Turning as I loaded the dishwater, I knocked a teetering wine glass to the ground. It’s thin glass spread across the tile, there must have been a hundred pieces. Those were just the ones I could see.
As I bent down to sweep them up, the light caught on more slivers, tiny flecks were everywhere.
Every time I thought I was done there were more. I combed the floor and wondered how one small glass could spread so far.
This is grief.
Grief is that fragile glass, the irreplaceable one, that breaks into a thousand tiny pieces.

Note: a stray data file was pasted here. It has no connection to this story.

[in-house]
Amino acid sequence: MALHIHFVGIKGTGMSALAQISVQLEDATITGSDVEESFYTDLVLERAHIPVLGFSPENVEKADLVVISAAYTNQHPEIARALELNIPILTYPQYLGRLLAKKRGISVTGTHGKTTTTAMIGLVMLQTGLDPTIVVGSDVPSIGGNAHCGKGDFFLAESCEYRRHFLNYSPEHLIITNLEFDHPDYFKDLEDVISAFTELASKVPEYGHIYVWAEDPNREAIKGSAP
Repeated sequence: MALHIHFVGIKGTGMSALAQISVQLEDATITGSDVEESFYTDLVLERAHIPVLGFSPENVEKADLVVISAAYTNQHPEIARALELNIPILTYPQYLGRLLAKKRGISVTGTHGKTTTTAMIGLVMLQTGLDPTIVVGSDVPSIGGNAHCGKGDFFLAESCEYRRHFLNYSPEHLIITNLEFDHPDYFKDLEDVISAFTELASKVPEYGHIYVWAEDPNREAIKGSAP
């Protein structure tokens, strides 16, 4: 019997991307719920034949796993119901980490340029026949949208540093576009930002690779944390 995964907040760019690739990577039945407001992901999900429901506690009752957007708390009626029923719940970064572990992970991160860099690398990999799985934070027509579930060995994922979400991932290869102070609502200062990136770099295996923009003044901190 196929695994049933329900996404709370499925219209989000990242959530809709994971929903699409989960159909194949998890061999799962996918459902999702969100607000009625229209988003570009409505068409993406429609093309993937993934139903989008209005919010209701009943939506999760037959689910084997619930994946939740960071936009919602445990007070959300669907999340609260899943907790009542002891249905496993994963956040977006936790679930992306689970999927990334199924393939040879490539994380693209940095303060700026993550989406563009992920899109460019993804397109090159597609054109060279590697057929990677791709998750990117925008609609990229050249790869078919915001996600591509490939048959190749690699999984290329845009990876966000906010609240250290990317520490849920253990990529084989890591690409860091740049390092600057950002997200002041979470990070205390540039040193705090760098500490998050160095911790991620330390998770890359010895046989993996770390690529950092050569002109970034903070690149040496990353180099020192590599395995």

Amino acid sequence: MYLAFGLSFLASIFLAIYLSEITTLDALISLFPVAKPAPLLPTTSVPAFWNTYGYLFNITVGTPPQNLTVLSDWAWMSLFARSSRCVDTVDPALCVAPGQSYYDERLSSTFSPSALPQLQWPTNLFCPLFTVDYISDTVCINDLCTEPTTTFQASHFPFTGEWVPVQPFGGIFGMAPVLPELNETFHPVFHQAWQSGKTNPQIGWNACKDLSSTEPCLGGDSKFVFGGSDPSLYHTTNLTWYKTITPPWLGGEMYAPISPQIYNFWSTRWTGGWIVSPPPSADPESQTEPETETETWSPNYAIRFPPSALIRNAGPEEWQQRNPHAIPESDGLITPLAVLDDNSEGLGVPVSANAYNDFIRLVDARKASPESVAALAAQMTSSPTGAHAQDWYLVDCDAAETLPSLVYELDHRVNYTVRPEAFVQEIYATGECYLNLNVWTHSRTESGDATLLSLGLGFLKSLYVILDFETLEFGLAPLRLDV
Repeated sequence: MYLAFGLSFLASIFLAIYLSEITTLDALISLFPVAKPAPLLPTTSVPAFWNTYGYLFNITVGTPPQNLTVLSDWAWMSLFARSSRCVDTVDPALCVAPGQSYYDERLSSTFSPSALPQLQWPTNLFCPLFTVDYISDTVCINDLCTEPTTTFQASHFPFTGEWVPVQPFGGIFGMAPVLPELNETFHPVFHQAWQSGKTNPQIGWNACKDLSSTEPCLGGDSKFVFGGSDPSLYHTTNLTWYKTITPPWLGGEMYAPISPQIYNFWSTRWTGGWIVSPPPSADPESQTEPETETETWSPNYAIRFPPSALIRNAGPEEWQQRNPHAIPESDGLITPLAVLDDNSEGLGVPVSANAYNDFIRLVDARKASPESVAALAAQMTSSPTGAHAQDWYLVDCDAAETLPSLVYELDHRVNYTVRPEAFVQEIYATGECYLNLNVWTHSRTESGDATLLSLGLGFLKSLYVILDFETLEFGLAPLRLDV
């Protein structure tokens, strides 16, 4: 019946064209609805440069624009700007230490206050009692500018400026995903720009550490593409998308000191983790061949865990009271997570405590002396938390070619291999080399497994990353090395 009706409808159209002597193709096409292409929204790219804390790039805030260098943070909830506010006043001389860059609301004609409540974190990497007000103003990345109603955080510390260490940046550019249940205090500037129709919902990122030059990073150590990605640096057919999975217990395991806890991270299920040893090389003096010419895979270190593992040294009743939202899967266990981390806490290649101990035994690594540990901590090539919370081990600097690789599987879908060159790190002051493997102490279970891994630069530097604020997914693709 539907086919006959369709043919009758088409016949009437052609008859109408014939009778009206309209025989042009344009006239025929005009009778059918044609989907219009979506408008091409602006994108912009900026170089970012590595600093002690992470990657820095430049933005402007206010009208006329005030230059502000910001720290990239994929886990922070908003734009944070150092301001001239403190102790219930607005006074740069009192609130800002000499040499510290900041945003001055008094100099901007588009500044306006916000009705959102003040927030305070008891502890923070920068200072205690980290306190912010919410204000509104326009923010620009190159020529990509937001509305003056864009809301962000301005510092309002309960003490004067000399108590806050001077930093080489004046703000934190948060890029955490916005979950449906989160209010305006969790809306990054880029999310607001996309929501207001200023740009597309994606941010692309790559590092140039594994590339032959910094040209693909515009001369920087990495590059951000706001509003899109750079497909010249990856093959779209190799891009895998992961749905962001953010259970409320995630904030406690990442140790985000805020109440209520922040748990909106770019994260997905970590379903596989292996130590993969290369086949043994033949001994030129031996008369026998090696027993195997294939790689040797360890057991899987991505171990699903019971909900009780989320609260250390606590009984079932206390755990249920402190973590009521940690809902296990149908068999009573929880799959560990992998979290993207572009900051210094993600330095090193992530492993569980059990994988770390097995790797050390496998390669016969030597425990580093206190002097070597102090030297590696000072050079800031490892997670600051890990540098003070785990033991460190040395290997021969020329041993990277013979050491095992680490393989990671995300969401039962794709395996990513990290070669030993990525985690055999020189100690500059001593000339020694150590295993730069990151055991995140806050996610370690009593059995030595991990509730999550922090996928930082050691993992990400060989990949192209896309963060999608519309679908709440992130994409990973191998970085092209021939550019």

Grief is trying to pick up those pieces and being paralyzed by just how many there are.
Grief is the jagged edge that surprises you when you think you’ve swept the tears away and the glint of light when you see the sun, even just for a second.
You can walk that same floor thousands of times, for the rest of your life, and there will always be more.
For a long time after the fall you will dream about reconstructing the glass, remember it’s curve and certainty, but at some point you realize it can’t be put back together. The pieces that remain are pointed and sharp, cutting your hand as you close it, but catching the light when your palm is outstretched.
They will soften as time goes on and you will see hints of beauty, an ache where there was once a stabbing pain.
You have picked yourself up and gathered what remains, bandaging your wounds.
You will never walk this path the same way again.